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WILLIAMS, COCONINO COUKTT, ARIZONA FRIDAY, JUNE 30, 1922.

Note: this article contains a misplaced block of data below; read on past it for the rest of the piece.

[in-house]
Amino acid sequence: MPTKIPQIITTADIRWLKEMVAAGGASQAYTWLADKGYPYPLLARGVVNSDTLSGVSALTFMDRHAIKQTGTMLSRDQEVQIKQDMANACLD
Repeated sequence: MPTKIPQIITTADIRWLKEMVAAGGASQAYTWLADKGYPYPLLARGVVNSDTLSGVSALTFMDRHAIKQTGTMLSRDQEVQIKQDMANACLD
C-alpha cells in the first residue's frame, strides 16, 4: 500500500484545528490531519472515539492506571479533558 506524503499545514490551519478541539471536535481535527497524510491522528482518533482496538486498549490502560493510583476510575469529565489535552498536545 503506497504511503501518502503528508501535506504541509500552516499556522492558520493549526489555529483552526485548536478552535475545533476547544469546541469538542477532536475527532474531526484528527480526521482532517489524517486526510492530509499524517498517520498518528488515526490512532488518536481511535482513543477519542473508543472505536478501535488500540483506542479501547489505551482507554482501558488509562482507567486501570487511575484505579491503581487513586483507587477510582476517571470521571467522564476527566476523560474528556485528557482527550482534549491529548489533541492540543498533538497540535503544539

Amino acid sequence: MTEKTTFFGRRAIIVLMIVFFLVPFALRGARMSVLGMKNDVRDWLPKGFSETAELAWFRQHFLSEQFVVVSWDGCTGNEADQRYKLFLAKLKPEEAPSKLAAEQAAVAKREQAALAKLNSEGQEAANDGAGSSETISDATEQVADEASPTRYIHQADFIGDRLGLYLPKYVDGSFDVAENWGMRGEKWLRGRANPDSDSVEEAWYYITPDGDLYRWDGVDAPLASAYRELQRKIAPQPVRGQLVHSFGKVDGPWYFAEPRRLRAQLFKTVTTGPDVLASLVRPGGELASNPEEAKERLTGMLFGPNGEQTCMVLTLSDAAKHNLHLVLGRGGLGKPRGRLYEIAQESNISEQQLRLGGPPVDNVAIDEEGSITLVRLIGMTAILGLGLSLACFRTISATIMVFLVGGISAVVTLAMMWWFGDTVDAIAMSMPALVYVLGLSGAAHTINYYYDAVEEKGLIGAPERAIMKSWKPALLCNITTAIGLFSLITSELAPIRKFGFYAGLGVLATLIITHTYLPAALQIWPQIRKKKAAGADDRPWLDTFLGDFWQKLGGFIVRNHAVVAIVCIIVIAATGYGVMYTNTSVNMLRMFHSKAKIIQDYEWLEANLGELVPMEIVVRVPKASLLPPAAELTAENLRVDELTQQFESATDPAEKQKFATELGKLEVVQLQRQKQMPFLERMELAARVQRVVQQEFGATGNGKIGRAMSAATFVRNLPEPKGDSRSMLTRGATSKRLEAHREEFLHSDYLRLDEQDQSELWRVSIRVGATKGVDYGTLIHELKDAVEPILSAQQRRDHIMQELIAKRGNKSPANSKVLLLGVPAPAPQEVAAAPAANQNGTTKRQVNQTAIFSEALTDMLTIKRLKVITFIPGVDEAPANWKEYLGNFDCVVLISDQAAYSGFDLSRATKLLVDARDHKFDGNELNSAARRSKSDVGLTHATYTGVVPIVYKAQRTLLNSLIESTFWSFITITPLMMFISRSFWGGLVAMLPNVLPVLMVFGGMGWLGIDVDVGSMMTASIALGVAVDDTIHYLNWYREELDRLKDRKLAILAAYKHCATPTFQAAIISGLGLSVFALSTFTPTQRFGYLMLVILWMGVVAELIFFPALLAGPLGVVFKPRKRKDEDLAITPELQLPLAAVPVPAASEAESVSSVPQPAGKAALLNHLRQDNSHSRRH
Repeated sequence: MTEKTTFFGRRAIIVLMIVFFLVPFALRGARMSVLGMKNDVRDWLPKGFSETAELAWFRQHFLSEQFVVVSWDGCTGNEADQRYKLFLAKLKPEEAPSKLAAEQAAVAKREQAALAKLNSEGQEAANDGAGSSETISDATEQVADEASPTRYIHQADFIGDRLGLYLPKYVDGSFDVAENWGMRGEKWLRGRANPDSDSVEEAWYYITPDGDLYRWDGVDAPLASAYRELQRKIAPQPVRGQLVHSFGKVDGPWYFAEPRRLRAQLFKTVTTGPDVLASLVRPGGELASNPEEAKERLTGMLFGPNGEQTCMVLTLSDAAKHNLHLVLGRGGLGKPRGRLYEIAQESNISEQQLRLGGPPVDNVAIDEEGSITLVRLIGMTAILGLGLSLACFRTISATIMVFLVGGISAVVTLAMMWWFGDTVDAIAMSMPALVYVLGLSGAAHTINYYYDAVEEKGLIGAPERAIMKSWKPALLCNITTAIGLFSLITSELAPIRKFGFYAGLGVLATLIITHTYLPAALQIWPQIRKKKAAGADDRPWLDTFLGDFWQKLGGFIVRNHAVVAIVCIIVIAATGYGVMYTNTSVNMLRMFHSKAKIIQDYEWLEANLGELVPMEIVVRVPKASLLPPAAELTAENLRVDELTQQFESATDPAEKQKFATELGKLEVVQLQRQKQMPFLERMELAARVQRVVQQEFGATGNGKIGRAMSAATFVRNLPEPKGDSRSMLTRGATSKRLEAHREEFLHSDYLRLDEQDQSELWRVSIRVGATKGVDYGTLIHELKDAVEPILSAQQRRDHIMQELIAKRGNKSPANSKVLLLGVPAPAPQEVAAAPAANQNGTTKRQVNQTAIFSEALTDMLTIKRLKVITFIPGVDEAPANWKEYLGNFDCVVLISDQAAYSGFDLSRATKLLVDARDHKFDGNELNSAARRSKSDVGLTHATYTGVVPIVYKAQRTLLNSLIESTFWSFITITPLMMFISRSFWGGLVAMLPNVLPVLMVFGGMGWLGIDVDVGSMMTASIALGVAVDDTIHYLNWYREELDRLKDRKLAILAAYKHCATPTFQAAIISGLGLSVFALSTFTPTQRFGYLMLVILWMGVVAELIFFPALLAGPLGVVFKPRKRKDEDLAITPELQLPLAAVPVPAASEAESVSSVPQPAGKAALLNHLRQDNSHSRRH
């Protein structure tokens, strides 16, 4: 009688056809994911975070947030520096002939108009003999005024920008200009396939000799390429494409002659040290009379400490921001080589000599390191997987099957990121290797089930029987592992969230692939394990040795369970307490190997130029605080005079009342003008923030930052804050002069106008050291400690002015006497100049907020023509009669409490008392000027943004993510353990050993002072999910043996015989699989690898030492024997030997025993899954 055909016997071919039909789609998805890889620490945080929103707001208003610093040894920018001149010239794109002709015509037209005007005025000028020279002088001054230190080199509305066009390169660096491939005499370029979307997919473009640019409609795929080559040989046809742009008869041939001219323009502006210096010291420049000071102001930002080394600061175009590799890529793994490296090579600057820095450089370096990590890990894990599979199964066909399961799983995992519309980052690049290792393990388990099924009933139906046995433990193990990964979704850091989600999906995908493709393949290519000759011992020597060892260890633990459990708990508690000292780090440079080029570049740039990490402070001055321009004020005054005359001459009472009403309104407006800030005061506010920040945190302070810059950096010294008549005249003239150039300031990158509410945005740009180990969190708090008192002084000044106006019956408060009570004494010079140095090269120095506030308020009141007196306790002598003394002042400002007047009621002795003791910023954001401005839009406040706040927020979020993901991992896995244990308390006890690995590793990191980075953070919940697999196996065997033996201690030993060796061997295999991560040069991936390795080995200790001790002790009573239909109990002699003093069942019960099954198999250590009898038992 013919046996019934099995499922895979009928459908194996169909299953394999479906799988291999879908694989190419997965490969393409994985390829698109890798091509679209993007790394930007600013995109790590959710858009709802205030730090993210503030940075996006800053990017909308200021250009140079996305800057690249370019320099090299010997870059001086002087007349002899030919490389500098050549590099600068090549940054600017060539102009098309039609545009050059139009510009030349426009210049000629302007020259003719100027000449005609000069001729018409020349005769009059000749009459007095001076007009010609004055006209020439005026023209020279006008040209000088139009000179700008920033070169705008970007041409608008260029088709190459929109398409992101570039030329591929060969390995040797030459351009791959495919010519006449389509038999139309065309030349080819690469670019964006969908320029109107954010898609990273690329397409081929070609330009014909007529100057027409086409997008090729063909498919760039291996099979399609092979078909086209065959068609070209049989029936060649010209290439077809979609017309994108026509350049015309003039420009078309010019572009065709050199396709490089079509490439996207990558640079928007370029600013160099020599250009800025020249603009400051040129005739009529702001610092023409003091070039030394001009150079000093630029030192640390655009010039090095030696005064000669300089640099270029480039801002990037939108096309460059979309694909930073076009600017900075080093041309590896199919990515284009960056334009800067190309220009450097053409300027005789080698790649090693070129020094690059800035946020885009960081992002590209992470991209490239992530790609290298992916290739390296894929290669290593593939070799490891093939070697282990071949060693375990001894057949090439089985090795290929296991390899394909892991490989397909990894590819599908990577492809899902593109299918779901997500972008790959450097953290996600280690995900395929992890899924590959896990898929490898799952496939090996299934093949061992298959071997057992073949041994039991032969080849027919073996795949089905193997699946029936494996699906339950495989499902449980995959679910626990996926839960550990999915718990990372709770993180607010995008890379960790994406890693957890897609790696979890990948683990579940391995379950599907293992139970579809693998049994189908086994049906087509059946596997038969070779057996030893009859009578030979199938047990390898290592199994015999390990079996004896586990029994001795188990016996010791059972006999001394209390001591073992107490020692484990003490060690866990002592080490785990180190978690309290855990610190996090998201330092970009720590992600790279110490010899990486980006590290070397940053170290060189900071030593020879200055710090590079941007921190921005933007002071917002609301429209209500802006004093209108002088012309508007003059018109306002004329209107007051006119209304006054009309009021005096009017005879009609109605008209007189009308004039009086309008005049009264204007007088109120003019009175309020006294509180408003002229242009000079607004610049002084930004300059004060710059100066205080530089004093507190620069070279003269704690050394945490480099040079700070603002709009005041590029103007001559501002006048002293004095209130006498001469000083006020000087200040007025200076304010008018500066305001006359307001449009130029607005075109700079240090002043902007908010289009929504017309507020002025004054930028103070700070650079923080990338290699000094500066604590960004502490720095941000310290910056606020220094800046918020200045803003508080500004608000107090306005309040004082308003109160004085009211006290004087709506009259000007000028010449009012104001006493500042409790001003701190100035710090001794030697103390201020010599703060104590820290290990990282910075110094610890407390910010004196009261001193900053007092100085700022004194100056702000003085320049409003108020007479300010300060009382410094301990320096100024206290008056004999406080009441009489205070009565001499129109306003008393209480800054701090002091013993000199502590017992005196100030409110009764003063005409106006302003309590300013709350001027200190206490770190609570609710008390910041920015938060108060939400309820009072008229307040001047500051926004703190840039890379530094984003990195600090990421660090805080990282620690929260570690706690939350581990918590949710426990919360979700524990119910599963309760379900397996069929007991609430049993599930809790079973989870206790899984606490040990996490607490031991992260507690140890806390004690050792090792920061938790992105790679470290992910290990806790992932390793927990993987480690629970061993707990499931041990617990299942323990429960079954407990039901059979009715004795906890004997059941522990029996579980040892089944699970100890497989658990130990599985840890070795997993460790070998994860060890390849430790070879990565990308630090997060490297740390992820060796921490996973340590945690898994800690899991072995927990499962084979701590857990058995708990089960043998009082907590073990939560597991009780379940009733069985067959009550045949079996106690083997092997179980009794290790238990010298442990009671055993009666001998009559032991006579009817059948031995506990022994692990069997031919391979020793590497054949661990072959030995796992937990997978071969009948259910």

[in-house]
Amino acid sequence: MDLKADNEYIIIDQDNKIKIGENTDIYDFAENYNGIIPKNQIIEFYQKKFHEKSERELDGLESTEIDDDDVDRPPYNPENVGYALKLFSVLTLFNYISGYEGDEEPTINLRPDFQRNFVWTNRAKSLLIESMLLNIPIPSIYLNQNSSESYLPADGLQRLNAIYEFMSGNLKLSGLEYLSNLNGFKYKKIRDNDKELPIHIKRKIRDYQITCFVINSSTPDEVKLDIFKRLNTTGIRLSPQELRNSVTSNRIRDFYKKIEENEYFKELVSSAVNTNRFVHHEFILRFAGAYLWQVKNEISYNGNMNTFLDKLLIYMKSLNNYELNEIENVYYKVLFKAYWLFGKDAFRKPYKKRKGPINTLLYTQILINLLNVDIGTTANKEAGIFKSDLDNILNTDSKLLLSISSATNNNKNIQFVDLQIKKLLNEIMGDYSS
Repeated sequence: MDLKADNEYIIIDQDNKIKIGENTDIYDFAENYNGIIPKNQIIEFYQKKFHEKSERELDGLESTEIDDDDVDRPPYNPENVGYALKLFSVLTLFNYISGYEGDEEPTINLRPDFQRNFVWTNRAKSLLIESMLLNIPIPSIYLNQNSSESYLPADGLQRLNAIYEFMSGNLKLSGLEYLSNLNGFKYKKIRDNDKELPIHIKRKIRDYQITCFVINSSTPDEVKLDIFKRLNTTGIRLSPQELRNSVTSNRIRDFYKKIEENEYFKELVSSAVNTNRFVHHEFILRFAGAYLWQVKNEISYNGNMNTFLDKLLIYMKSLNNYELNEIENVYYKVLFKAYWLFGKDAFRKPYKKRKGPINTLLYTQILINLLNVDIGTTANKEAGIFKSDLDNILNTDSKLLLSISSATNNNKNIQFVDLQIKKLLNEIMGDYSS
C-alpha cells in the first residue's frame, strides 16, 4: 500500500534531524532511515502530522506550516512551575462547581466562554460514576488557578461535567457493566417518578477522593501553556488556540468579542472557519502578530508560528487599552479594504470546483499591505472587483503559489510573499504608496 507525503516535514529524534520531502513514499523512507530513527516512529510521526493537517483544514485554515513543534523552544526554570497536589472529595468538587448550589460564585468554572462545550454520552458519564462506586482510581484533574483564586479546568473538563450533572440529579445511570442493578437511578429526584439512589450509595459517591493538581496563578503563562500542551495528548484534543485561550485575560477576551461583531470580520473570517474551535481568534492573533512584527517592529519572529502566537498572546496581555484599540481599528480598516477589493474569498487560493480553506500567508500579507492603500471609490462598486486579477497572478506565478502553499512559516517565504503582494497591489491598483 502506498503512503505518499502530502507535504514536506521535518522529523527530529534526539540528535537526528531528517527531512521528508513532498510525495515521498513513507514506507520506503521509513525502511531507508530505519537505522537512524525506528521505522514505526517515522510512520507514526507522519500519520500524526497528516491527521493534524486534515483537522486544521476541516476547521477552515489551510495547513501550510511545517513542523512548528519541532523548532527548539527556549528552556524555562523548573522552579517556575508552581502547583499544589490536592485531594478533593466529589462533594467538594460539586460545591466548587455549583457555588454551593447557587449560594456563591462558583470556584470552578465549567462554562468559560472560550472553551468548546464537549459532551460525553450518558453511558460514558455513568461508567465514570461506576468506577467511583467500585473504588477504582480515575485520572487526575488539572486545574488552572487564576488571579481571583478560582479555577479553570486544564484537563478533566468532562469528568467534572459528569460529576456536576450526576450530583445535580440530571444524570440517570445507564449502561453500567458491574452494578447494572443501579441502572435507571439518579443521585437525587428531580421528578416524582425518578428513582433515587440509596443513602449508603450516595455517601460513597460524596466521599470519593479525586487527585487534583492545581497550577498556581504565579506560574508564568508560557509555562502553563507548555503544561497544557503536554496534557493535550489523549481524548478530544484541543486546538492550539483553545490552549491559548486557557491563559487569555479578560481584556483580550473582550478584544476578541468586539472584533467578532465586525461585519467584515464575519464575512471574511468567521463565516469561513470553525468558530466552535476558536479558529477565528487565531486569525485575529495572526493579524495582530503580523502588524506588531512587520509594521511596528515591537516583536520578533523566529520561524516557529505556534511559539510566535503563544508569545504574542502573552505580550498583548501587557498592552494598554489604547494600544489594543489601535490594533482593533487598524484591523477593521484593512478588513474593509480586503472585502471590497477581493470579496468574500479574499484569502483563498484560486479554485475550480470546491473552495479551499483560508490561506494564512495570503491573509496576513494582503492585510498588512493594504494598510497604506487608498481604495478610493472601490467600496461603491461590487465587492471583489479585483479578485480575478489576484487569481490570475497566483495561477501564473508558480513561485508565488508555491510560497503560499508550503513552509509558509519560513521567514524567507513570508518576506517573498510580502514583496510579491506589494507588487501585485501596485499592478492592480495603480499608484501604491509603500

NO. 31 Volume 30 WILLIAMS DEFEATS FLAGSTAFF 8 TO 7 Save for the absence of Boss Acker, Judge Eddie Jones and Fred Breen, Williams Field last Sunday afternoon might have been taken for an open air -meeting of Flagstaff's "Who's Who". And what a game ! f From tne very nrsi wiuuk .when KniDDs waiKea on ium bad ones, until the last man was out in the ninth when, with O'Connor, Flagstaff's star, at 'the bat, with one down, two strikes on the batter, a man on second and one run needed to tie the score there was scarce ly a minute during the after noon that did not possess a thrill for one side or the other. Time and again Flagstaff could have won the game by a single hit, but when thut hit was need- ed Biggs would steady down, let out a wrap, and the neces sary hit would be denied. A pitcher is pitching ball when, " with the bases full, Charley Gray and Walter Carlson come up to the bat and are gracefully retired in order. He must be some pitcher too when in the last inning one run was needed to tie the score, with a man on second, he deliberately pitches to O'Connor, by far the heaviest hitter on the Flagstaff team. Many pitchers would have walked O'Connor who had already three hits to his credit, including a home run but Biggs took a chance with the -. slugger, and Biggs won. For O'Connor hit a liner to little Allen at second, and the game was over. And by the way, speaking of " this man Allen. "Last week's News called attention to" the fact that his work at - second should be observed. Did you . take notice of it Sunday? Com parisons are, of course, always odious, but we are going to risk this one in order to point a moral and adorn a tale. There were four University of Ari- , zona players in Sunday's game. Flagstaff presented three of them, while Williams had one r Allen. The three players on the Flagstaff team were members of last year's regular University team the first team. Allen was discouraged from even trying to make the team, -but he came to Williams high ly recommended by one of the University coaches. In every thing that goes to make a ball player hitting, running, bunt- 0 ing and fielding Allen is there. No one man was responsible for Sunday's victory, but if any one man is deserving of more credit than another that man would be Allen. A single instance of his wonderful field ing will suffice. . In the fifth Amos who had just previous ly made a splendid catch of a high fly back of third hit a pop-up fly near the foul line between first and right. It had all the appearance of being a clean single, and no one in the vast assemblage had the slightest idea that any player would attempt to catch it. g Little Allen was seen to set full . sail for the ball, and to the wonderment of all nabbed it on the fly not four feet from the foul line. It was by a odds t the best catch ever made on Williams Field. The game began with Shill on the mound for Williams and Cochran for Flagstaff. Dunn and Browning did the catch ing. Flagstaff scored a run in the first and another in the second. Williams was, blank ed in the first, owing, to ulli- X vant being sent home from sec ond on a hit by, bellman, when he should . have been held at third. ' However in the second Williams opened up on Mr. 7 Cochran in earnest, and when the smoke cleared away, four runs were chalked up to their credit. During the swatfest ;Cochran was replaced by a gentleman from Doney Park by the name of Hoght Hogue Hogg, br NOTICE TO NATIONAL FOREST PERMITTEES. The date of the convention for the users of the national forests will be held at Prescott July 3rd and 4th. Every per son holding a permit for graz ing purposes on the national forests should be at this meet ing. Very important business will be taken care of, in the way of resisting the raising of grazing fees and other condit ions which are soon to be im posed on the permittees. - NATIONAL FOREST PER MITTEES ASSOCIATION INC. Fen S. Hildreth, Secretary. Don't i overlook the July specials at the Grand Canyon Drug Co. Adv. o o o FOR RENT Sine Cottage. Phone 14, Mrs. Charles Sweet wood. some other name Walter Carl son in announcing his debut stated to the scorers that "any thing would do". Anyhow the gentleman pitched a very cred itable game. He has good curves, good speed and fair control. . He stopped Williams scoring for the time being, and it was not until later in . the game that they got to him suf ficiently to win. In the third inning Shill was replaced . by Biggs after Flagstaff had tied the score, and from that time on it was anybody's game.- At the beginning of the eighth the score stood five to six in favor of Flagstaff. The visitors were blanked in their half of the in ning, but Williams came along with three scores in their half, and then the ninth opened. Doc Mackey, the first man up, flew out to Rouby Sullivant in center; Hogt the pitcher ' took the Old Trails Route Al len to Humphrey. It looked to be all over but the shouting but wait! "His" Knibbs hits for a three bagger and is scored by Amos, who safely .perched on second. The score now was seven to eight, a man on second two down, and O'Connor at the bat. It was a tense moment, for Flag's star is just as likelv to put the ball out of the lot as not. One ball, one strike, an other ball then a mighty swing! "Two strikes", called the um pire. Biggs was pitching to him he would not be passed! Suddenly a resounding whack was heard and straight on a line toward second SDed -the ball. Allen was there in time. nailed it and the game was over. Notes. Quietly seated up in the j stand where he could observe i the batters, was "Lefty" Miller, Flagstaff's star pitcher of last year, and the man whom they will probably pitch next Sun day. It was the best umpired game I ever played between Flagstaff I and Williams. Mr. Haynes, of I Ash Fork, officiated behind the I bat, and Mr. Hastier, of Flag- i staff, on the bases. Both did splendid work. The News would like to point out the individual players who deserve especial mention, but to do so would compel a roll call of both teams and space forbids. Dunn started to catch for Williams, but early in the third a twister caught him on the tip of a finger tearing , the flesh from the nail, and he had to give way to Proctor, who was subbing for Dick Cole in left. Fortunately Dunn's injury did not incapacitate him from bat ting, and he kept up his splen did stick work during the'game. Browning and Proctor- both caught good games." Proctor caught Browning off first by a quick throw in the third, and came very near doing it again. Humphrey at first gave the .best exhibition of playing that important position has seen here in many a day. Cooke, Allen, and Humphrey had most of the game to themselves. Harry Selmon, over on third, had little to do. ' '''('Continued on page 4) COUNCIL PLANS STEAM HEAT FOR WILLIAMS At the special meeting of the Town Council held last week, the matter of using the exhaust steam from the light plant engines for heating pur poses was taken up. Flagstaff like many other towns ha3 made use of this steam for heat ing purposes for a number of years. It has been found to be a very satisfactory and eco nomical method of heating. In this way the heat in the steam which passes from the engine exhaust is made to heat the business places or dwellings of a town. There is no ex pense of producing this steam because of the fact that it has to be produced to run the en gines. In this way what was Detore a waste product can be made the source of a very good revenue to the town. It is esti mated that the steam now wasting will be sufficient to heat the school house and most of the business buildings of Wil liams, if the plan works. Another matter of impor tance brought before the coun cil was the installation of a steam laundry near the light plant. This too, would use the steam from the engine ex haust. More complete plans for. this will be announced later. The matter of ordering wat er meters, which was carried over from the former meeting was again taken up. The clerk was instructed to place an order for the necessary meters. Every water custo mer in town will be supplied with a meter and henceforth each will pay for the amount of water used. In the past those who have been so con siderate of the public welfare as to carefully save water have been forced to pay as much for water service " as those . " who have wasted it. The installa tion of the meters wilL. start next week and will be complet-, ed in about two months. The various council com mittees were eiven their in structions at this meeting. The committees are as follows: FINANCE E. J. Nordyke, Chairman Guy C. Rigg Erie H. Poison WATER & LIGHT DEPT. E. J. Nordyke, Chairman Charles M. Proctor . Guy C. Rigg STREETS AND ALLEYS Charles Proctor, Chairman Erie H. Poison Guy C. Rigg FIRE COMMITTEE Charles Proctor, Chairman Guy C. Rigg Erie H. Poison ORDINANCE COMMITTEE Guy C. Rigg. Chairman E. J. Nordyke Charles M. Proctor Methodist Epsicopal Church W. I. Lowe, Pastor. Sunday school 10:00. Class es for all. Public worship 11:00. This being the Sunday preceding the Fourth of July this will be a patriotic service. Every body come. Evening service 8:00 o'clock. This will.be the first of a series on "Christian Stand ards". The theme will be, "Christian. Humility". Official Board Meeting after the evening service. Very important. Everyone is cordially invited to all these services. RETURN OR BE PROSECUT ED I have information as to who took my oil painted sign from the Charley Sweetwood ranch five miles north of town. If sign is returned at once nothing will be said. If not, you will be prosecuted to the full extent of the law, which provides both fine and impris onment, for vour offense. ' Mrs. I. B. Nagiller, Mgr. Cherokee Hotel MRS. ANA FROHMILLER FOR COUNTY TREASURER Mrs. Ana Frohmiller, the pleasant and accommodating young woman who has been I serving as county treasurer since the resignation of Henry i Aphold, is out for the demo cratic nomination for that of 1 fice. All those who have had j business in the treasurer's of fice since the appointment of Mrs. r rohmiller are pleased to know that she has decided to enter the campaign. As yet no one has had the courage to enter the primary race against her and it seems quite probable that she will have no opponent in September. Mrs. Frohmiller, is amply aualified to fill the office of County Treasurer as has been demonstrated by the excellent record she has already made in that office. She is courteous in her treatment of everyone and accurate in her accounting and comes as near to making the yearly or semi-annual visit of taxpayers to that office, a pleasure, despite the heavy tax rate, as is humanly possible. There is no doubt that Mrs. j Frohmiller will pull a very big vote at the Primaries, Sept. 12. Car For Forest Service. The Williams office of the Forest Service has been alloted a Ford -runabout with truck body. , Asst. Supervisor Geo. Kimball left on Thursday night for Holbrook and will drive the machine down from there. He expects to arrive in Williams tonight (Friday). This is just the car that the . local office has been longing for as it will enable them to get over the country quickly and carry quite a load at the same time. It will be ' prticularly valuable in helping the men to get to fires quickly. FROM REMOVING BEARDS TO REMOVING CRIMINALS That is the change which R. D. Mitchell proposes to make provided the democrats see it that way at the primaries Sep tember 12, and the- voters as a whole express the same senti ment at the polls in November. "Mitch" has presided over the work of restoring the touch of youth to aging faces, at the Cabinet Barber Shop for the past six years, and has been similarly engaged for the great er part of his fifty years. His skillful work has won fame and popularity. He believes that if elected to the office of Justice of the Peace, he can do equally well at helping weed out the law breakers of the community. This is the first time that Mr. Mitchell has sought a public of fice. He is amply qualified to fill the office of Justice of the Peace, and if nominated and ! elected will give his best efforts to the faithful performance of his duties. He is a man of family, having four daughters, three of them in the Williams schools and one now graduat ing from the Flagstaff Normal. Since the death of his wife a number of years ago, the bur den of caring for his daughters and looking after their welfare has envolved upon his should ers, and in the difficult role of father-mother, he has done un usually well. . The same abil ity displayed in the office f Justice of the Peace would I make him an unqualified suc cess there. His heart is as big as his stature. He is broad minded and a firm believer in strict observance of. the Law. The voters can make no mis take in nominating and elect ing such a man to a public of fice. " ' : . Commroicinj? June 26th. 16 bars Crystal White soap and 3 bars Creme oil soap for $1.00 at KIRBY'S. adv. o o o Galvanized stepl boats for fish ing and hunting only weigh j 80 pounds. Can be carried on any car. See J. E. Nichols, Williams. 2 blocks . north of depot. adv. REGISTER Office of the County Recorder. Every one MUST register this year, in order to be able to vote at the elections this fall. You may register in the following precincts, before the following named Registration Officers, or before any Justice of the Peace. This office will make every ef fort to properly register all legal voters before the Pri mary election. Williams Precinct,- Mrs. Geo. W. Johnson and George Mc Dougall. Fredonia, A. E. Lewis Canyon Diablo, Wm. V. Smith Howard Mountain, Jim Robert son. Camp 1, J. C. McCain. Greenlaw Mill, Miss Lucile V. Nolan. Grand Canyon, Miss Scott and R. P. Gilliland. ; Sedona, J. B. Smith. Tuba City, Elsie Linn. Loys, Mrs. Bertie Loy. Camp 10, Mrs. Fred Reno. Rosewell, Al Sanford. Blys, Ira Brown. Long Valley, Addison E. Fuller. Spring Valley, Mrs. Mae Mor gan. Red Lake, Mrs. Annie Thomas son. Greenlaw Camp, James Lane. Mormon Lake, Garland Prairie, Mrs. Mae Morgan. Riordan, Claire MeGonigle. Upper Oak Creek, J. B. Smith. Kendrick Park, Robert Tillman Anderson Canyon, . W. O. Weems. Parks, Mrs. Stella McMillan. Pittman Valley, Mrs. Fred Platten. McDonald, P. Schroeder. Doney Park, Mrs. Geo. Farrell. Leupp. Wm. A. O'Brien. Lee's Ferry, Sid Wilson. Flagstaff, Irene : Bart and Jeanette Garrett. . Respectfully yours. - Irene Bart, ' .'..- County Recorder.' A Boost for Coleman Lake. The following is taken from a letter written by Williard Sevier, formerly of- Williams, to the News. "Pine Knot is the post office for the Big Bear Valley, one of California's most popular sum mer resorts. There are thous ands of people here during the summer. , Big Bear Lake is 7 mile slong by about a mile wide at an elevation of 7000 feet or about the same as Cole man Lake. People come hun dreds of miles to enjoy a. cli mate almost exactly like that about Coleman Lake and there is no reason why they would not do likewise with Coleman Lake if the roads were repaired and the resort advertised. "Williard Sevier.". Miss Harriet Lebsch Entertains Miss Harriet Lebsch enter tained Thursday evening from 7:30 to 11 o'clock with hearts. Felix Alcorn was the lucky winner of the first prize and Doris Drennan of the booby prize. Dainty refreshments were served and all departed declaring Miss Harriet a most charming hostess. . o o o Mrs. Geo. Kimball is enter taining this afternoon (Friday) in honor of her house guest Miss Margaret Dickinson, of Cleve land, Ohio. o o o Don't wait until your horse is stolen before locking the barn door.; Protect . your health now by taking Tanlac. Wil liams Drug Co. Adv. o o o The United States spent $600,000,000 for roads in 1921, according to estimates of. the Bureau of public Roads, United States Department of Agricul ture. This sum was derived from the following sources: Local road bonds, 33 per cent; county, township, and district taxes, assessments, and approp riations, 14 per cent; State tax es and appropriations. 12 per cent; State road bonds, 7 per cent; motor vehicle license revenues, 19 per cent; Federal aid, 14 per cent; and miscel laneous sources, 1 per cent. SHOWERS AND FIRES BUT LITTLE DAMAGE The thunder showers of the past week set ten forest fires but thanks to the rain ard the prompt action of the forest Service, none of the fives at tained any considerable , pro portions. So far this reason the damage done by forest fires in Tusayan forest has been very light and the chances seem good for the remainder of the season as the summer rains have already made a beginning and will probably keep down , fires for the balance of the sum mer. . k During the past six- months this forest has had 12 man caused fires. - About three fourths of these were due to. carelessness. Fortunately none of the fires succeeded in making much headway before the rang ers got them under control. The total area burned over in the Tusayan forest so far this season is 35 acres. Of that amount, 31 acres were on the prairie in Garland Prairie where only grass was burned , POLICE COURT J. A. McDowell Charge, drunk. Fined 30 days sus pended sentence. Sentence suspended in order that de fendent may go to hospital. - Francisco Felin, Chargej'vag rancy. Fined thirty days at hard labor. E. Corona, Charge, drunk. Fin ed $12.00. . Pete Costillo, ' Charge, drunks Fined 10 days hard labor. Chain Gang has started work: with a special guard. From present indication it will be ad ded to in numbers the next few days. Williams is not going to be a very popular place for men who- live without any vis ible means of support. . ; -: - .i .- 20 Mo. Training: for Nurses At the meeting of the Ari zona State Board of Nurse Ex aminers held on Saturday, . J une 24, a conference was held with' the Principals of the Schools of Nurses in this Stkte when it was decided to reduce the length of training of irarses in these schools to twenty-eight months instead, of the. former ..three years prescribed by- the Board. This goes into effect for classes entering- ra June, .1922. The three schools are : Arizona Deaconess Hospital, Phoenix, Arizona; St. Jqseph's Hospital, Phoenix, Arizona ; St. Mary's Hospital, Tucson, Arizona. ' Although four years of High School is to be preferred as a preliminary requirement, it was decided to accept as a pupil, one who had had two years or .its equivalent. No applicant under 18 years will be consider ed. Pupils will be. admitted to all three schools named above in September,' 1922. Further information may be ob tained from the Principals of the Schools of Nursing. . Gertrude F. Russell, Secretary. NOW IS THE TIME To have those photos made. The best of work at reasonable prices at Ratcliff's Studio. Next door to Williams News Office. , . adv. Miss Edith Kent a former teacher of Williams is offering; $20.00 for the return of two suit cases lost from an -auto; at , Winslowf last .Thursday ever.' : ; Miss Kent was the guest of. H. S. Rogers and family who'' are motoring to Denver : and the cases contained all of her best clothes. Miss Kent can be seen later at the home of her sister, Mrs. C. A. Button. Oh its fun to go a motoring, And its fun to burn your nose. But there's not a bit of pleasure In losing all your clothes.'? - V